The big trend, especially in YA fiction, is first-person present. I’m resolutely a third-person past kind of writer, although I’m wondering whether a YA novel bouncing around in my head might prefer first-person present. I much prefer my usual, but I’m flexible if the story requires it. Substances demands an appropriate structure (and vice versa). I don’t plan on jumping on any bandwagon, though, and making all my YA that. Trends change. That’s why they’re called trends.
However, I’m beginning to realize one of the biggest reasons I really don’t prefer reading first-person narratives. First-person, by its very nature, puts the reader firmly in the mind of the protagonist. You put yourself in the protagonist’s seat. Presumably, you must identify adequately with that protagonist, but I notice my first-person woes become even more acute when the protagonist is a cipher – an aggressively average, passive character without much personality.
In a first-person narrative, I am much less forgiving of a character’s idiocy than in a third-person narrative.
The biggest issue is that first-person makes me assume the “I” statements thought by the protagonist, but if I’ve already figured something out or if I see that something is a stupid idea, I start yelling at the pages that “I” would never do that.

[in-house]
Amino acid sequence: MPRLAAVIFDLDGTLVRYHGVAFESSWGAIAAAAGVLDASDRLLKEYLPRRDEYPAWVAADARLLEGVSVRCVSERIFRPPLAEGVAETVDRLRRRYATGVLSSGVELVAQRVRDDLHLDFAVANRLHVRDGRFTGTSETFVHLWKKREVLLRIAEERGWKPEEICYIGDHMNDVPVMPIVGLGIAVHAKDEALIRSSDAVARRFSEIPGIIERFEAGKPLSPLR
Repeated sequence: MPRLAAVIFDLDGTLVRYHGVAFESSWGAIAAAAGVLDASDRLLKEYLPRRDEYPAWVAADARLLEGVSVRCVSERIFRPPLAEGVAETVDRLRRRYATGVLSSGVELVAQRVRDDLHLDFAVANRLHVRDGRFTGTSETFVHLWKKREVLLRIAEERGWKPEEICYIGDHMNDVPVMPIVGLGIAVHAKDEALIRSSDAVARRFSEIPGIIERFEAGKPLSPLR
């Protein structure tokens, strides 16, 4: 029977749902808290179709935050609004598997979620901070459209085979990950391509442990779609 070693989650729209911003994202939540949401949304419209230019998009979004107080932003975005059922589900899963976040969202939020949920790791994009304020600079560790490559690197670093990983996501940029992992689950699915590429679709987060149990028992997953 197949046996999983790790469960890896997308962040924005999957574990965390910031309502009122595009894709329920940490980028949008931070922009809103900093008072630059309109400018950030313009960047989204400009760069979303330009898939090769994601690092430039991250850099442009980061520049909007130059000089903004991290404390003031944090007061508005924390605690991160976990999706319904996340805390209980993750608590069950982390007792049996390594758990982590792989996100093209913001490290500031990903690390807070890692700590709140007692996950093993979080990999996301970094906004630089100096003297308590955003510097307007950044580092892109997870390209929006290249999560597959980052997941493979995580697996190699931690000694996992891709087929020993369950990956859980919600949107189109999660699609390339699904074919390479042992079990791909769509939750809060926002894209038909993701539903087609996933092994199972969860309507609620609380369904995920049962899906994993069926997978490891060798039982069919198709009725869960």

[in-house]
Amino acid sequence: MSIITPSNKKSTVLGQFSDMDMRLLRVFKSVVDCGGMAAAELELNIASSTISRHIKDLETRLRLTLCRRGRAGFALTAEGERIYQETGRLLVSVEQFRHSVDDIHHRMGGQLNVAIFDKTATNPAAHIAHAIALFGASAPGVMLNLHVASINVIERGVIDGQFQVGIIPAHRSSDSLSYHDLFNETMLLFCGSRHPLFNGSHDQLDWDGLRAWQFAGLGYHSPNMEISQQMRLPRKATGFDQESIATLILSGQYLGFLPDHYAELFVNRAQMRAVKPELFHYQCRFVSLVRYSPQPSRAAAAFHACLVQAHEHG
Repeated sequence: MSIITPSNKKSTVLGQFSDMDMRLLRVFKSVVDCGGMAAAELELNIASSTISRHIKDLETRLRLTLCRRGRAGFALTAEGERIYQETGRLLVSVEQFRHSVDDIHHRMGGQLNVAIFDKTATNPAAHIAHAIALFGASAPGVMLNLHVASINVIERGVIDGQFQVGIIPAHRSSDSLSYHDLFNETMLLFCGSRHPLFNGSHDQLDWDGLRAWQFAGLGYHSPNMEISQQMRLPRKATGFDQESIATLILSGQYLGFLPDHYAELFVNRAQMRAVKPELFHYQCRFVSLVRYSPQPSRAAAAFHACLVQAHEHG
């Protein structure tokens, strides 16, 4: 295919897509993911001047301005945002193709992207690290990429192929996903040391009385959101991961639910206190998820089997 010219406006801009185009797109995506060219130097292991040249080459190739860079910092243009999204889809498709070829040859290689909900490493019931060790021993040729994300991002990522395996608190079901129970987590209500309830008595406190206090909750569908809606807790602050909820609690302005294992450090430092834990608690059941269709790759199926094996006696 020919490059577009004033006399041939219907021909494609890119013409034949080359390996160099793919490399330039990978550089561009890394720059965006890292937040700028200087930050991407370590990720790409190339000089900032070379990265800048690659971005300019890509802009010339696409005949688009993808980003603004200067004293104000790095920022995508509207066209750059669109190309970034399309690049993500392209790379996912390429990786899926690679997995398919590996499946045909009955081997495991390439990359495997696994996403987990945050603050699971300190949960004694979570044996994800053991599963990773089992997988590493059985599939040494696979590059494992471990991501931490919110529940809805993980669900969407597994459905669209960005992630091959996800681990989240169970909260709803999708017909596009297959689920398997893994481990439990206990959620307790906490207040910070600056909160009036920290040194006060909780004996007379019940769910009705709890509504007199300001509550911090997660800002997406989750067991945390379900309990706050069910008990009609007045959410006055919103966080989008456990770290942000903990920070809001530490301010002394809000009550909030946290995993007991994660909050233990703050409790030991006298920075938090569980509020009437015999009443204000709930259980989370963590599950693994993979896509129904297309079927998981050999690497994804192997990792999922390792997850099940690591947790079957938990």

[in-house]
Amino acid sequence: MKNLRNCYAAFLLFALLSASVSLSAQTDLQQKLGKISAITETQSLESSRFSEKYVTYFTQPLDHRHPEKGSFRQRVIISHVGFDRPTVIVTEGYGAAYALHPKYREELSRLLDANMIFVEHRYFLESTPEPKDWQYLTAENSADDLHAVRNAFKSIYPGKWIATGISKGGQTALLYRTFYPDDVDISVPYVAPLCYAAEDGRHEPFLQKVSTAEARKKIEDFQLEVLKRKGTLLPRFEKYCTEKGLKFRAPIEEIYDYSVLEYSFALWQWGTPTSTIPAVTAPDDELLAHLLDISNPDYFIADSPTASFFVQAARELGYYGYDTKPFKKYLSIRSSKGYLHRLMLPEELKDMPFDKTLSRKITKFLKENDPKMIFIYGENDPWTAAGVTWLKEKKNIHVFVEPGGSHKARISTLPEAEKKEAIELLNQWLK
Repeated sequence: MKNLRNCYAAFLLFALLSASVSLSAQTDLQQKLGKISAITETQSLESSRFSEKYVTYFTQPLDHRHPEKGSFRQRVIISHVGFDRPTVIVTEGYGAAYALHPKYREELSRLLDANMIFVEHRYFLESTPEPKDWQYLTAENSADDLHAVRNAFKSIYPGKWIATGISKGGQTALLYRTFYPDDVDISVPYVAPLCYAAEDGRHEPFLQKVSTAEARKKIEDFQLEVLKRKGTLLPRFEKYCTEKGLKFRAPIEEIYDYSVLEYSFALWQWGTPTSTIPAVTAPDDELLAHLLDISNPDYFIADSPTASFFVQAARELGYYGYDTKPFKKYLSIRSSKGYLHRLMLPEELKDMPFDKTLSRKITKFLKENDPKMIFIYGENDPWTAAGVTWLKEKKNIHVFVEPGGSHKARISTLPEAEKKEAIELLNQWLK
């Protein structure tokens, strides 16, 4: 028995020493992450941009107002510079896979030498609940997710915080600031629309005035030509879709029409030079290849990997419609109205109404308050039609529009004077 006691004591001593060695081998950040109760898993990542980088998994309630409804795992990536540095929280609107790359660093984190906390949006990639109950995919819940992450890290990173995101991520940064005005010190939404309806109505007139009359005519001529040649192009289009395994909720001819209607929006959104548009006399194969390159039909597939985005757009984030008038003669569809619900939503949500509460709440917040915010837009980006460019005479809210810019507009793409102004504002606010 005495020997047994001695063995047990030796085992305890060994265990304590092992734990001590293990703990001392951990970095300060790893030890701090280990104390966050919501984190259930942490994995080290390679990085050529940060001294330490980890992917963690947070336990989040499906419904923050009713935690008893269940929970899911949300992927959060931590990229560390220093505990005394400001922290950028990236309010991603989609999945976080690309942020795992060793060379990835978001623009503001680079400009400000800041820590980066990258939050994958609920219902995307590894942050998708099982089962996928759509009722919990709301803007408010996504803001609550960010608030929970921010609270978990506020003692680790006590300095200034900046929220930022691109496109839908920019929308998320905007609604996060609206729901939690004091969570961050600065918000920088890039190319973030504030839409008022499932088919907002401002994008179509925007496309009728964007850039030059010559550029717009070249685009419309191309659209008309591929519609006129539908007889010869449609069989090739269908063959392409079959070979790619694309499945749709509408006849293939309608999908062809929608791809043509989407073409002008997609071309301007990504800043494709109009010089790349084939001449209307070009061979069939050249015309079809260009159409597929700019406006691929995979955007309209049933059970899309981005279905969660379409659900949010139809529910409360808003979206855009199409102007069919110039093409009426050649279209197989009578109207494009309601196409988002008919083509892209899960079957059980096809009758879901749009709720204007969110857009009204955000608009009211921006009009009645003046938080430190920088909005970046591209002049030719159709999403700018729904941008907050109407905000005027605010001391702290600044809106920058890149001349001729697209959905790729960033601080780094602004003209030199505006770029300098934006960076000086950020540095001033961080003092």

Whereas in third-person narratives, I’m perfectly willing to accept that a person – not me – could be idiotic about some things. I, the reader, can figure things out and notice patterns and clues, but it’s conceivable a third-person protagonist does not. After all, the author is giving me the clues, not necessarily the protagonist. No one’s perfect, and sometimes a character won’t make the appropriate connections or acts like an idiot … like normal people.
Heck, I’m idiotic about some things. Everyone’s idiotic about some things. As long as no one’s trying to make “me” idiotic about things I’m not idiotic about, I’m okay with it. Hence, why first-person narratives are actually harder than third-person narratives, even though they seem like they should be easier (and also tend to read a bit more juvenile, I’ve noticed).
Now, I’ve read plenty of good first-person fiction. This is not an indictment against all first-person. Just something that I’ve noticed as I’ve been reading lately. I also notice that a first-person narrative told from the point of view of someone who is very different from me or has a strong enough personality, I reach the same level of idiocy-forgiveness as third-person narratives. Don’t jump on the bandwagon unless you can handle the responsibility.
My brain tends to work on a third-person writerly level. I think I’ll keep my authorial distance most of the time, thanks.